Covid infections in fully vaccinated ‘more severe in the immunocompromised’

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A new study suggests that oronavirus infection is rare in fully vaccinated people, but is more common and severe in people with weakened immune systems.

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The researchers analyzed health records and found that only 0.08% of people in their full vaccination pool experienced a successful infection between December 10, 2020, and July 8, 2021.

They also found that while immunocompromised individuals represented 18% of those studied, they accounted for more than 38% of infections, about 60% of all hospital admissions and 100% of deaths.

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According to the study, the proportion of people with successful infection was three times higher in immunocompromised individuals (0.18%) than in the reference group of non-immunocompromised people (0.06%).

While the COVID-19 mRNA vaccines help protect people from becoming infected and seriously ill, the risk of successful infection in people who are fully vaccinated does not completely eliminate

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Lead author Manuela Di Fusco, from the Pfizer Health Economics and Results research team, said: “The results complement other real-world studies and support the introduction of a third dose of the COVID-19 vaccine to increase protection among immunocompromised individuals.

“Many countries are currently experiencing a resurgence of Sars-CoV-2 infection despite the rollout of large-scale vaccination programmes.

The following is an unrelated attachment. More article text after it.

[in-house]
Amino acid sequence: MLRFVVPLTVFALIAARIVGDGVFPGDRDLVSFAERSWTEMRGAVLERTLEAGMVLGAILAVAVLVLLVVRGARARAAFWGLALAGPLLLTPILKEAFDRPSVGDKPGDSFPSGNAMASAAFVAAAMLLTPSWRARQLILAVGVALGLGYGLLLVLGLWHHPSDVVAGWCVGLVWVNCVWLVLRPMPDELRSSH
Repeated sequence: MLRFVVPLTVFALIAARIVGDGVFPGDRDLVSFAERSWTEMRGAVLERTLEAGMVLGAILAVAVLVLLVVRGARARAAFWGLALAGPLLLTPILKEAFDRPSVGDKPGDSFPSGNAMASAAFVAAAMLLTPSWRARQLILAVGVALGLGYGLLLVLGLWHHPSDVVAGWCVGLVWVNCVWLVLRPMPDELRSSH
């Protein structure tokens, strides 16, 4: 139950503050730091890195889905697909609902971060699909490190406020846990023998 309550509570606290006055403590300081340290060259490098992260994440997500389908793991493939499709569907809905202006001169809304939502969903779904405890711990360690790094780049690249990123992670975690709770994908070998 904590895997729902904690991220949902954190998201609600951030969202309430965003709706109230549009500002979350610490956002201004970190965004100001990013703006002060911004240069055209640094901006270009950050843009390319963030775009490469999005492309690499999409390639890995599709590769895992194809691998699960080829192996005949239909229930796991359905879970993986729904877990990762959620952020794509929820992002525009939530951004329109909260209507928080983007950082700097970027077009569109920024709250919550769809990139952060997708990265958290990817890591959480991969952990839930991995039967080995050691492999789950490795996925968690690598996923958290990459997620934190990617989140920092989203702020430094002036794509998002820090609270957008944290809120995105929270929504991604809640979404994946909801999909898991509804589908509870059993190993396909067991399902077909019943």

“While COVID-19 mRNA vaccines help protect people from becoming infected and seriously ill, the risk of successful infection is not completely eliminated in people who are fully vaccinated.”

Identifying individuals in the US population who received two doses of the Pfizer/BioNTech vaccine, the Pfizer study examined successful infection among those with and without weakened immune systems.

The team analyzed the health records of 1,277,747 people aged 16 or older who had received two doses of the jab.

In this group, 225,796 (17.7%) were identified as immunocompromised – including those with advanced HIV/AIDS, cancer, kidney disease, rheumatoid or other inflammatory conditions, other immune conditions, and bone marrow or organ transplant recipients .

Ms Di Fusco said: “The results of our study advance the understanding of post-vaccination outcomes and the recent recommendations for providing a third primary series dose of mRNA COVID-19 vaccine to patients with weakened immune systems after the initial two doses. support.”

Conclusion The UK’s Joint Committee on Immunization and Immunization (JCVI) announced that severely immunized people should be offered a booster dose no earlier than three months after completing their primary course of three doses.

This research is published in the Journal of Medical Economics.

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